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Shows that went on way too long
"Californication" (seven seasons)
WASHINGTON (AP) — Calls for the Justice Department to look into the shooting death of Trayvon Martin reverberated as soon as George Zimmerman was acquitted of state charges in a Florida courtroom, but it may be even tougher to mount a federal case against Zimmerman.
The department says it’s reviewing evidence to determine whether criminal civil rights charges are warranted, but legal experts see major barriers to a federal prosecution — including the burden of proving that Zimmerman, the former neighborhood watch leader, was motivated by racial animosity — and say Justice officials would likely be saddled with some of the same challenges that complicated the unsuccessful state case.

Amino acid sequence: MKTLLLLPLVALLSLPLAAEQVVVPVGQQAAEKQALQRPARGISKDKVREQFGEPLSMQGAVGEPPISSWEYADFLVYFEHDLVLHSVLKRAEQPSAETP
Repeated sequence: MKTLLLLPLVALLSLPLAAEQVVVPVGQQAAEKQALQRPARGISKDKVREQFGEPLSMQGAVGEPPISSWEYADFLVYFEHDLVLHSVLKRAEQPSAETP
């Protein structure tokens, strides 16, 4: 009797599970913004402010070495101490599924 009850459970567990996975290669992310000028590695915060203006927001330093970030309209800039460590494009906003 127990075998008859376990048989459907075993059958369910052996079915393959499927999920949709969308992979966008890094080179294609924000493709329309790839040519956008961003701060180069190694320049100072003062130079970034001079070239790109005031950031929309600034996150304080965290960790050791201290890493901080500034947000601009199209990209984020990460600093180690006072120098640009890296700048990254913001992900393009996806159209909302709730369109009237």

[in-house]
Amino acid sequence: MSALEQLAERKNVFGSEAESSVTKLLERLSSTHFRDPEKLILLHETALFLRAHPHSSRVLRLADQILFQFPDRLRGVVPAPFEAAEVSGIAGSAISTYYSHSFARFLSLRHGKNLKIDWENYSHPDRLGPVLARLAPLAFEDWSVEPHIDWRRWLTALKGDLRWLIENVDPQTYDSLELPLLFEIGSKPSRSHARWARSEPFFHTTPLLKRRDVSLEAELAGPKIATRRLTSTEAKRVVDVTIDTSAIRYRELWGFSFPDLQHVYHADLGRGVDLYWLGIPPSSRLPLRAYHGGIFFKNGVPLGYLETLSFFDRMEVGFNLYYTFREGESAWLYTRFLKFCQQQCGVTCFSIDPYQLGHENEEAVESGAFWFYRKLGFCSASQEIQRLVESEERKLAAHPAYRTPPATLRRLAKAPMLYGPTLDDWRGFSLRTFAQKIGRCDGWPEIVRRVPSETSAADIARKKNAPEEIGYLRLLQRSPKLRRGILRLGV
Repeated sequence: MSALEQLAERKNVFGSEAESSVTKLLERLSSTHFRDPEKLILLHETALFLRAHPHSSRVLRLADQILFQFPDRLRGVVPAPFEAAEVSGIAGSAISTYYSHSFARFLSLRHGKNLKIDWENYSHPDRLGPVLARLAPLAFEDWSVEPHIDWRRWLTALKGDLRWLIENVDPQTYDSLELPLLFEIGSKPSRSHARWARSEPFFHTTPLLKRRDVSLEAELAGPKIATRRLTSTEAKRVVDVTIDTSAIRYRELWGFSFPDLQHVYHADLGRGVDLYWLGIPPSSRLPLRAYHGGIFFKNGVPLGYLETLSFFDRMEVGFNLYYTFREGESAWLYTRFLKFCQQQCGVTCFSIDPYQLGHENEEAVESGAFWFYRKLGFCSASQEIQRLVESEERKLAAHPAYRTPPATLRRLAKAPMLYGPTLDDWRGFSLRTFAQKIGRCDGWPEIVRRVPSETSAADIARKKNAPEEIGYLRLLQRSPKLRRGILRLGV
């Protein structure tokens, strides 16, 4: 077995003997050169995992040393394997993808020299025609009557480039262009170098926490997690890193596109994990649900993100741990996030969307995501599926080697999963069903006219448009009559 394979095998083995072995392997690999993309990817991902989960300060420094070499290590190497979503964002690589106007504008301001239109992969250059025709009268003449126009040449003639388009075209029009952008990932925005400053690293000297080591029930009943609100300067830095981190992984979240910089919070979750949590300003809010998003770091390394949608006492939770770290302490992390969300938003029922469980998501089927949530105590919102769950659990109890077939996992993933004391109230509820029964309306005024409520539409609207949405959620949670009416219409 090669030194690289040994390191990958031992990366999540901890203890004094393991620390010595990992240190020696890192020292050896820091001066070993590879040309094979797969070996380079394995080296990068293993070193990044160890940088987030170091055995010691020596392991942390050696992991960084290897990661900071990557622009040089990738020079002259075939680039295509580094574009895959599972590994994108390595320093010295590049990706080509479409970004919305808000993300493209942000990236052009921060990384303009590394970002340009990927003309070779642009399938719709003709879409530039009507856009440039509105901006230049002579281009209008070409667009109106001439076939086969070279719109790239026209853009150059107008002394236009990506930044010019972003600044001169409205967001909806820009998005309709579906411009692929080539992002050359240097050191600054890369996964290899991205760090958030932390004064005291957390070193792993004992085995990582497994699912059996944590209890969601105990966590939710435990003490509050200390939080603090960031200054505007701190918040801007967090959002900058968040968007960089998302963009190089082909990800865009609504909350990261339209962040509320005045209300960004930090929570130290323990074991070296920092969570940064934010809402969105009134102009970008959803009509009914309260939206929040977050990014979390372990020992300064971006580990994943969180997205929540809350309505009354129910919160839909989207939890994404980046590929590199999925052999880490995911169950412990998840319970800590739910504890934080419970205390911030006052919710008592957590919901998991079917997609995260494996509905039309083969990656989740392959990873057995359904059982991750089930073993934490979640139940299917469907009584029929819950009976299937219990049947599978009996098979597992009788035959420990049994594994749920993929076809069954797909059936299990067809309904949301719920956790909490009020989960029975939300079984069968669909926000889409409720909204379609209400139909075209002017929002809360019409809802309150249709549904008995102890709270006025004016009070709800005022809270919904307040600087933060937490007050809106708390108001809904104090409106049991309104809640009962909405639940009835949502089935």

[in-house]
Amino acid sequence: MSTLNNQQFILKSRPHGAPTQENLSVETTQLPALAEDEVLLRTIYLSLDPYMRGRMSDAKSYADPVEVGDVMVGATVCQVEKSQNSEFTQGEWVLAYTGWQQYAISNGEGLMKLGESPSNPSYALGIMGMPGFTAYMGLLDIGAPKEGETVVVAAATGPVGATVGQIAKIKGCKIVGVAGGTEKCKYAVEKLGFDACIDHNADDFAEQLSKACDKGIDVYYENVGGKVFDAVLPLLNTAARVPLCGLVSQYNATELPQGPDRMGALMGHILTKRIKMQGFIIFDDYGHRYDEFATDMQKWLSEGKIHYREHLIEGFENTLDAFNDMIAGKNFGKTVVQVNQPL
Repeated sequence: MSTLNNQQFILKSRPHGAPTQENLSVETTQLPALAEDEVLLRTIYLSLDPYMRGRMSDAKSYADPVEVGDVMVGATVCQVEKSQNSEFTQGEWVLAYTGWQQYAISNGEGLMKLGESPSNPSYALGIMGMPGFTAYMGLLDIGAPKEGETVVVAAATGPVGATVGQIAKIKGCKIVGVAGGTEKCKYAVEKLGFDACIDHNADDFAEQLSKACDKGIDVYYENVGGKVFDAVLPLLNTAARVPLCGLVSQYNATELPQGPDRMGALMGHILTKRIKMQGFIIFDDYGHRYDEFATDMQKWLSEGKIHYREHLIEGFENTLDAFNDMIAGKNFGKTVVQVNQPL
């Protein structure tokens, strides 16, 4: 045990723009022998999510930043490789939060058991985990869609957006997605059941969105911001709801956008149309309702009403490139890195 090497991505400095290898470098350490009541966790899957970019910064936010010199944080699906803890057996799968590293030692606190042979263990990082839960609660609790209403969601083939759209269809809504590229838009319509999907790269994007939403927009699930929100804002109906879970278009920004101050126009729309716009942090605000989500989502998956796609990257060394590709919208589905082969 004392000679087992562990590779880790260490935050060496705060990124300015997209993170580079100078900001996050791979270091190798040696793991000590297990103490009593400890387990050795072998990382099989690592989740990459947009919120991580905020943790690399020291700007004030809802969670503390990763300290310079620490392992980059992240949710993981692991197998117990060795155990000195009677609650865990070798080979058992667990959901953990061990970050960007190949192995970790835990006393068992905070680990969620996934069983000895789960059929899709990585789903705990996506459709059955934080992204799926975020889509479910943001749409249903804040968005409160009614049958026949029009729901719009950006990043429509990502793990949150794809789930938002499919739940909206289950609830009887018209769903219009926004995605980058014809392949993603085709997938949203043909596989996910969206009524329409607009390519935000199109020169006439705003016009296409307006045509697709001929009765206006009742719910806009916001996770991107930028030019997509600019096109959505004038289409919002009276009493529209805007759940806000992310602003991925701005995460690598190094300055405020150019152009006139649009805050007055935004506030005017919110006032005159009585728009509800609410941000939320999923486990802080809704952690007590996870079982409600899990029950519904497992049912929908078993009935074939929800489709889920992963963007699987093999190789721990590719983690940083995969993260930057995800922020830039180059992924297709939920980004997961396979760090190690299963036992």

“The Justice Department would face significant challenges in bringing a federal civil rights case against Mr. Zimmerman,” said Alan Vinegrad, the former U.S. Attorney in the Eastern District of New York. “There are several factual and legal hurdles that federal prosecutors would have to overcome: They’d have to show not only that the attack was unjustified, but that Mr. Zimmerman attacked Mr. Martin because of his race and because he was using a public facility, the street.”
The department opened an investigation into Martin’s death last year but stepped aside to allow the state prosecution to proceed. It said in a statement Sunday that the criminal section of its civil rights division, the FBI and federal prosecutors in Florida are continuing to evaluate the evidence generated during the federal investigation, plus evidence and testimony from the state trial. The statement came as the NAACP and others called on the Justice Department to open a civil rights case against Zimmerman for the shooting death of the unarmed black 17-year-old.